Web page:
Tuesday, August 02, 2011

Wedding Weekend

Back in the tranquility of RUSHA after a frenetic weekend in Bangalore, dashing hither and thither for the various wedding related activities during which Sudhir & Victoria tied the knot, and in a hindu ceremony there really is a knot tying moment. Victoria & I met in a Haveli in Jaipur in January 2007 where she & I were both taking our parents, who were visiting their relocated daughters, around the golden triangle in the North of India. The Haveli, which is a hotel converted from an old Persian Town House, was a lovely building with islamic architectural features, including a courtyard and decorative stonework and was run as if it still were an old Persian townhouse. We were treated like house guests, all those staying dining with the family at night in the communal dining room. Victoria & I discovered that despite being 1000km from where we lived, we were in fact practically neighbours in the South of India, her being in Bangalore and I, in Vellore a mere 4 hour train ride away, which is nothing when considering distance in India. We also discovered that we had many other things in common, although a Brahmin fiance was not one of them - only Victoria had one of those -  so we became and have stayed good friends, spending much time together in Bangalore, Kerala and even on one occasion, Cumbria, where she visited on one of her trips home. After 7 years together, Victoria & Sudhir have finally overcome almost all the obstacles which culture, family, religion and India can throw at a transcontinental couple who fall in love and celebrated their wedding over the weekend. It is a small matter of detail that India still has a teeny trump card in that the bureaucracy of getting legal recognition of such a marriage whilst on a tourist visa (the only one Victoria is eligible for) without indulging in huge or indeed any amounts of baksheesh, was overwhelming and truthfully was not resolved before the ceremony, but if ever a public declaration of intent were made, Sudhir & Victoria after three days and four wedding events are more married than most people. It is only a matter of time and because Victoria quite rightly wants to make sure that it is legit in EVERY sense, so no illicit channels are being used, much to the disappointment of the cogs in the bureaucratic wheels.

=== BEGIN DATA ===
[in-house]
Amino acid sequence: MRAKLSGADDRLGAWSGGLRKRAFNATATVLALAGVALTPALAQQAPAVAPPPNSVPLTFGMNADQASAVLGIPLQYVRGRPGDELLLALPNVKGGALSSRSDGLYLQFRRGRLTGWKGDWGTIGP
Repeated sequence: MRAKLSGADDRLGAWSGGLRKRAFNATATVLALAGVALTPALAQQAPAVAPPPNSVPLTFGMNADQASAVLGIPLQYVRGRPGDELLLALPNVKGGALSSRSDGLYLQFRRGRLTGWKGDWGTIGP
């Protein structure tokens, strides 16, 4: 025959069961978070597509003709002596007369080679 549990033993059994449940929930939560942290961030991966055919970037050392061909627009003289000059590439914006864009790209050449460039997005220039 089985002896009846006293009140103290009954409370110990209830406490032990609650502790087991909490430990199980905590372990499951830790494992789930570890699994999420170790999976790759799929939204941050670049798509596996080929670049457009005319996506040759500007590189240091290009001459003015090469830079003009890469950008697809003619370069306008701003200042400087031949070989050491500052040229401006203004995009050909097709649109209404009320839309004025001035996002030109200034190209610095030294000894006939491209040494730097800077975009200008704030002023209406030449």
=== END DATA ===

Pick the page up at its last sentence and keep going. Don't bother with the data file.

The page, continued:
The events kicked off on Saturday with a warm up party. Sudhir's family being Brahmin, neither eat meat nor drink alcohol. So the actual wedding itself would be a dry, vegetarian occasion, with potentially no music. Victoria was worried about the ability of people to mingle cross-culturally for the first time with only tender coconut juice as lubrication to the default Indian melodic background sound of frogs informing the world as to their mating intents, so they decided to have a warm up ceremony with booze and music to get the party started, which indeed it did. It was a light-hearted fun evening, with Sudhir's friends enthusiastically teaching the English visitors how to screw in the lightbulb to a loud, pulsing Indian beat. I am delighted to introduce outfit number one (for me, of course), a pale, powder blue chudidhar & pant suit, with silver highlights and beaded detail. Victoria looked lovely too.